Athens: The tourism industry accounts for 18 per cent of Greece's GDP. A lifeline for the country, it employs more than 900,000 people.
Tourist arrivals broke the 20 million barrier last year in a country of 10 million.
Those in the business are confident their services will not be affected by the debt crisis and that tourists have no reason abandon them.
"The problem is between Greek government and European government. It's not between Greeks and guests from abroad," says Peter Theodoropoulos, Manager of Poseidon Athens Hotel. "There are no tensions. This is Greek spirit. I believe the Greeks are a bit crazy. Even before the battle when they know they are going to die they dance and they sing," he added.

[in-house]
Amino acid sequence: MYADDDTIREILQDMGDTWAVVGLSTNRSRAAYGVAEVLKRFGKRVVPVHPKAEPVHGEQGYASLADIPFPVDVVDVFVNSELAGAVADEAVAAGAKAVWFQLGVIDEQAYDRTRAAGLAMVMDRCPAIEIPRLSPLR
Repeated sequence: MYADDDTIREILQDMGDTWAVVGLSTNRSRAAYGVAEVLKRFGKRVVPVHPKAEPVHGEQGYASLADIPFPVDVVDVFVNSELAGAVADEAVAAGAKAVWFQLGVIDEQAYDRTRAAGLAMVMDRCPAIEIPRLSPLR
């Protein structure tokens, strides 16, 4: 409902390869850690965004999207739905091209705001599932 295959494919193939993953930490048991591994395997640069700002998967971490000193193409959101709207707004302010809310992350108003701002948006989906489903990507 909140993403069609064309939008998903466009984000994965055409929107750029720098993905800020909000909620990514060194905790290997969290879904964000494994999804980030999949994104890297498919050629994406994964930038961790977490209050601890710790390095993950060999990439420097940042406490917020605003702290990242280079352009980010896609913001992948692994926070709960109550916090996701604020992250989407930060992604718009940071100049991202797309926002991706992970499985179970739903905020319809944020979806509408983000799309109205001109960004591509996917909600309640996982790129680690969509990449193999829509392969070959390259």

Just eight kilometres from Athens on the Alimos beach, there's no shadow of the crisis as tourists soak the sun. Jason, 21, a student from Sydney said they were worried about questions of security but when they arrived in Athens, all seemed fine.
Charles, 21, a carpenter from Sydney said he didn't know he'd be in Athens during the referendum but in hindsight, he would not change his tickets.
But the association of Greek Tourism and Enterprises (SETE) says that during the run up to the referendum, there have been 43 per cent cancellations for online bookings in the coming months.
"This is because of misinformation" Lisandros Tsilidi, President, Association of Tour Operators of Greece told NDTV. He said few know that foreigners have no restrictions of cash withdrawal. The 60 EUR limit is only for Greek accounts.
Mr Tsilidi says the tourism sector is in good health. Arrivals have risen 45 per cent in Athens since last year and in general eight per cent up from last year.